October 25, 2012, 7:00 P.M.

The Ray Stark Family Theatre, SCA 108, George Lucas Building, USC School of Cinematic Arts, 900 W. 34th Street, Los Angeles, CA 90007

Cinematheque108 and Ibidem Films invite you and a guest to a special screening of:

The Strawberry Tree (El Árbol De Las Fresas)

Directed/Produced/Shot/Edited by
Simone Rapisarda Casanova

7:00 P.M. on Thursday, October 25th, 2012
The Ray Stark Family Theatre
George Lucas Building, SCA 108
900 W. 34th Street, Los Angeles, CA 90007

“There's a deceptive simplicity to Simone Rapisarda Casanova's The Strawberry Tree, which makes its highly considered p.o.v. especially refreshing” -Jay Weissberg (Variety)

“slyly masterful” -Peter Goddard (The Toronto Star)

“utterly tantric” -Ciara Lavelle (Miami New Times)

About The Strawberry Tree (El Árbol De Las Fresas)

Testing the boundaries between anthropology, documentary and reverie, the film is a mesmerizing cinematic poem that portrays with rigorous restraint the final sigh of one of Cuba's last fishing villages. Besides the introductory sequence, the film was entirely shot in the remote hamlet of Juan Antonio, only weeks before it disappeared at the hands of a hurricane. Located where Columbus first set anchor in his 1492 "discovery" of the New World, the village hosted a singular fishing community, where traits and habits of the Taìno indigenous population had survived and mixed with those of the Spanish colonizers. The film primarily focuses on the daily routines of two families, Silva Ocampo and Silva Vidal, while they prepare for Children's Day and the next day's fishing expedition. Their ingeniousness and resilience, as well as their playful and irreverent attitude toward the filmmaker, provide a continuous source of reflection and amusement. The filmmaker's initial prominence slowly fades through the course of the film, leaving space to the tension between the village and its ultimate fate. Through a candid observation of the villagers and of the peculiar relationship that develops between them and the filmmaker, the film renders a sensitive portrait of a unique culture into a meditation on documentary filmmaking and on humanity on the edge of time.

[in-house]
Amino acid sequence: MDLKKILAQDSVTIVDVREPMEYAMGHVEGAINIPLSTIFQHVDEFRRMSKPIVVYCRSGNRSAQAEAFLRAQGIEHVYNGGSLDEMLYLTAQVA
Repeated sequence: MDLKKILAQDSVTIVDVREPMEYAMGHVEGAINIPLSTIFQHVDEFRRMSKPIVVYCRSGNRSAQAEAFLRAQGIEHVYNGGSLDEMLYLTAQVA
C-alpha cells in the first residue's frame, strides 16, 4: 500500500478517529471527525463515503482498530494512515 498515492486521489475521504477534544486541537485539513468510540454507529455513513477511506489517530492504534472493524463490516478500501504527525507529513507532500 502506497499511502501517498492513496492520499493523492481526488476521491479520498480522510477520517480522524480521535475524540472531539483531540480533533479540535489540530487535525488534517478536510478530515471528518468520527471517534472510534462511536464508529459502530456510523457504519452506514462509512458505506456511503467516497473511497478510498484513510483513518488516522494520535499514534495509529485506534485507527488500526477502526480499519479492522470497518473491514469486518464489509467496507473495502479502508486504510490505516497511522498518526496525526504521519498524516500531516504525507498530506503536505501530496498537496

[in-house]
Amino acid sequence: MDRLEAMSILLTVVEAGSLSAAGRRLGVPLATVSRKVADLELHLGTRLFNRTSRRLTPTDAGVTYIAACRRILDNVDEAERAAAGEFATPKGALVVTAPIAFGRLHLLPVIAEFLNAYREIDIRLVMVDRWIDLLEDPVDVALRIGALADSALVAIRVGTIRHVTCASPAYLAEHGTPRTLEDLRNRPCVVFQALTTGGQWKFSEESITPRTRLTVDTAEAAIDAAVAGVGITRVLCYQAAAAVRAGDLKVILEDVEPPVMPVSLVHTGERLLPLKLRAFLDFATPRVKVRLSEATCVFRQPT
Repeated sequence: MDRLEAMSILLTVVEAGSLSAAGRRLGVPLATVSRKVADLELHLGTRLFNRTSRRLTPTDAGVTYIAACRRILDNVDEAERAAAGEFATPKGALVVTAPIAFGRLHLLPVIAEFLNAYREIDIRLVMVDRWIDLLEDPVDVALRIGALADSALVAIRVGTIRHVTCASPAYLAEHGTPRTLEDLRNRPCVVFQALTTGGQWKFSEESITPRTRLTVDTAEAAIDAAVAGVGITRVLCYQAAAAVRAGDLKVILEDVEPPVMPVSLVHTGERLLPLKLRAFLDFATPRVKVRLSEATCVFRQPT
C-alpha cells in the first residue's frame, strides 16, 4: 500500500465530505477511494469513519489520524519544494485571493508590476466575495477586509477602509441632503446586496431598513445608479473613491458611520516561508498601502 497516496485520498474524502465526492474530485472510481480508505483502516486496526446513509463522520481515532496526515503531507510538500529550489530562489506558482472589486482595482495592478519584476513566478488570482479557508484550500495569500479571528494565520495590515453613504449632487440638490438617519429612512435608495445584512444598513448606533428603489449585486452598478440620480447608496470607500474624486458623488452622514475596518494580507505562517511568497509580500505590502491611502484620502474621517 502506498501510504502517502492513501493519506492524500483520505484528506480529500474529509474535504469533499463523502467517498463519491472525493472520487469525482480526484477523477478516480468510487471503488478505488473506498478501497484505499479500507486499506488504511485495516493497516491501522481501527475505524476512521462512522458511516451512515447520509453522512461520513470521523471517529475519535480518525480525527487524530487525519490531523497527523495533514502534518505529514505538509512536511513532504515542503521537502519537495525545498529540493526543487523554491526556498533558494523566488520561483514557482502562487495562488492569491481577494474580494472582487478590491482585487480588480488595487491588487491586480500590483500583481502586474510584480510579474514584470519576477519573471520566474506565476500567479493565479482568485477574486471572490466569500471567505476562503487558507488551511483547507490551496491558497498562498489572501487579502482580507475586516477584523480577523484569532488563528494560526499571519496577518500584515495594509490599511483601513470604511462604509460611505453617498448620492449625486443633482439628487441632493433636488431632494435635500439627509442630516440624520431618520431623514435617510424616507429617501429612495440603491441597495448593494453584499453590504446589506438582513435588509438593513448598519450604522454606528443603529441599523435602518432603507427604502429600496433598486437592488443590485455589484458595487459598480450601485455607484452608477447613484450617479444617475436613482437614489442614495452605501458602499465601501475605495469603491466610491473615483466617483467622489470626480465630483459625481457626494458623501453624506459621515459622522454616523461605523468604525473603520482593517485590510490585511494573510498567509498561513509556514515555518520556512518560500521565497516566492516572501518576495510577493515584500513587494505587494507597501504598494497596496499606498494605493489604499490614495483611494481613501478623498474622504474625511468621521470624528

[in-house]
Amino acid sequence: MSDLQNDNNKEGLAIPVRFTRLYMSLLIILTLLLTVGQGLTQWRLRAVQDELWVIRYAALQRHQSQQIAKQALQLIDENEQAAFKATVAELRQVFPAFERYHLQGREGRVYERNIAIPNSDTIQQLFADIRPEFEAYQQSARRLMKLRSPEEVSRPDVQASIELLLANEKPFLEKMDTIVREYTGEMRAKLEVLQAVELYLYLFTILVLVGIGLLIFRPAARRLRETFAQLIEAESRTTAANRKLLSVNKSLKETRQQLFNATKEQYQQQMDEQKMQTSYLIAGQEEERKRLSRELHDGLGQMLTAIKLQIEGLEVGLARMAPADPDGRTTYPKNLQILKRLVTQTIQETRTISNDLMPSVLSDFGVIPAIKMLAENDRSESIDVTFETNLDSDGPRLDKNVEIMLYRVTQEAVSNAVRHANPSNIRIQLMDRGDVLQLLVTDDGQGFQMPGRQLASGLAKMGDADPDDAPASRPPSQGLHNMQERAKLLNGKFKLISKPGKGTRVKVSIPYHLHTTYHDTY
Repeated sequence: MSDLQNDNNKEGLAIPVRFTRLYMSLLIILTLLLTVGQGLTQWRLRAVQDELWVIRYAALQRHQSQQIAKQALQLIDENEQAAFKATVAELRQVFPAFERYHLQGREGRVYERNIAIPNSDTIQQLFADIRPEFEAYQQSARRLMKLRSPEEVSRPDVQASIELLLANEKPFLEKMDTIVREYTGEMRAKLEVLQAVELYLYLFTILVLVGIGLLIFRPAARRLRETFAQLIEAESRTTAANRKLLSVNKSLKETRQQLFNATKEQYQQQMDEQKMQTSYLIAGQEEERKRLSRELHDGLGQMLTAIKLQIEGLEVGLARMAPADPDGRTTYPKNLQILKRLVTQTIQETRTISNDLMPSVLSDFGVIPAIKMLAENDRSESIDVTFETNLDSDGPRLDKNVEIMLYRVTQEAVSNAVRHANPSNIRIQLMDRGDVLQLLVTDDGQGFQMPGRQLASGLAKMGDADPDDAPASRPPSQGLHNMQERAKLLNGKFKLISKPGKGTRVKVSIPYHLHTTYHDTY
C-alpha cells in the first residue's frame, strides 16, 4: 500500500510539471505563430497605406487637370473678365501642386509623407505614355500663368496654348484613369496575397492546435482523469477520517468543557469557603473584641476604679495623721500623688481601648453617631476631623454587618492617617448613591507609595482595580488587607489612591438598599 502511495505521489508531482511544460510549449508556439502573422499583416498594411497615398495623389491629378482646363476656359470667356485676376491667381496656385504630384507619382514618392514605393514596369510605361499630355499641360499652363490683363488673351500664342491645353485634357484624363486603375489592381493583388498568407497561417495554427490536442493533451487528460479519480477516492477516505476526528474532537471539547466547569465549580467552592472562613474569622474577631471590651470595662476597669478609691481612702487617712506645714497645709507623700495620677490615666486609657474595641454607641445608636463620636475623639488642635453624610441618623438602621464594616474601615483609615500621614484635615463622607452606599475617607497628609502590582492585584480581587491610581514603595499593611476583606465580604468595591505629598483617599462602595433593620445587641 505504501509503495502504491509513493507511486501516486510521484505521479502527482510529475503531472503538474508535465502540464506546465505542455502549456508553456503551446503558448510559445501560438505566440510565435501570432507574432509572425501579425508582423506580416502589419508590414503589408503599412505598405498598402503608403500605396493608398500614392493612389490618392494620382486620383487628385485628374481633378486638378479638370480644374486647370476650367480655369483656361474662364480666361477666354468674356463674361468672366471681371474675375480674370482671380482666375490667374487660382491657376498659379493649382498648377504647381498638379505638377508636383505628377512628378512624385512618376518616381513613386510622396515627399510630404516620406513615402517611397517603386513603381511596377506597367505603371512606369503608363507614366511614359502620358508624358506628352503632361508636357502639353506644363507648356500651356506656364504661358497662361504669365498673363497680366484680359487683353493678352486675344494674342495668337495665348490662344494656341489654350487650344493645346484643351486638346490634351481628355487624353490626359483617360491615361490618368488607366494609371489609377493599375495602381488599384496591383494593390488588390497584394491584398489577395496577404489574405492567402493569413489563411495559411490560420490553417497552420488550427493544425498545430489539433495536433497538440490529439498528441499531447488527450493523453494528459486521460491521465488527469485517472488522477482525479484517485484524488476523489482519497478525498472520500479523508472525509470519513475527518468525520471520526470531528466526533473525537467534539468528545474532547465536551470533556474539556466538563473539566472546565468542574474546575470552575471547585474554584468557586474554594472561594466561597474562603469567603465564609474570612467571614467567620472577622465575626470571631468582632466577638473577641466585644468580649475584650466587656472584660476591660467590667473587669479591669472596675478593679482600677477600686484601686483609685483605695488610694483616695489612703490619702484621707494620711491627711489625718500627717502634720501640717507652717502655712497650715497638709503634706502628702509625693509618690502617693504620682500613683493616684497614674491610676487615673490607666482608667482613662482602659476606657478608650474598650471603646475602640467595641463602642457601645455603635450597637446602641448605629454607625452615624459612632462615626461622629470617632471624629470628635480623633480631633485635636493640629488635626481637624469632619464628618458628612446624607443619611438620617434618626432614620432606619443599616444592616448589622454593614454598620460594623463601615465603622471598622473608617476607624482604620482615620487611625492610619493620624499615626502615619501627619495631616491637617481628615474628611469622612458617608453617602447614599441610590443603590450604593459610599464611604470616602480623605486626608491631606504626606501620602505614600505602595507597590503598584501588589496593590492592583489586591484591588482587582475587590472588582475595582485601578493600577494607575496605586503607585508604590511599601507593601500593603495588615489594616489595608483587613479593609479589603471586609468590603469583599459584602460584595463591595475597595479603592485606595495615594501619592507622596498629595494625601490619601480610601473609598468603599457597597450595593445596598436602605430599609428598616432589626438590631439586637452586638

Provided courtesy of Ibidem Films. Not rated. Running time: 71 minutes. In Spanish, with English subtitles.

To learn more about the film, visit:


About Cinematheque108

Cinematheque108 is an alternative screening series sponsored by the Critical Studies Department at the University of Southern California's School of Cinematic Arts. The series offers a rare selection of events that highlight noteworthy experimental, documentary, and/or foreign films, many of which can not be seen anywhere else. Cinematheque108 is an educational forum that aims to expand understanding of alternative film and media. All screenings are free of charge and open to the pubic.

About Parking

The USC School of Cinematic Arts is located at 900 W. 34th St., Los Angeles, CA 90007. Parking passes may be purchased for $10.00 at USC Entrance Gate #5, located at the intersection of W. Jefferson Blvd. & McClintock Avenue. We recommend parking in outdoor Lot M or V, or Parking Structure D, at the far end of 34th Street. Please note that Parking Structure D cannot accommodate tall vehicles such as SUVs. Metered parking is also available along Jefferson Blvd.

Contact Information

Name: Alessandro Ago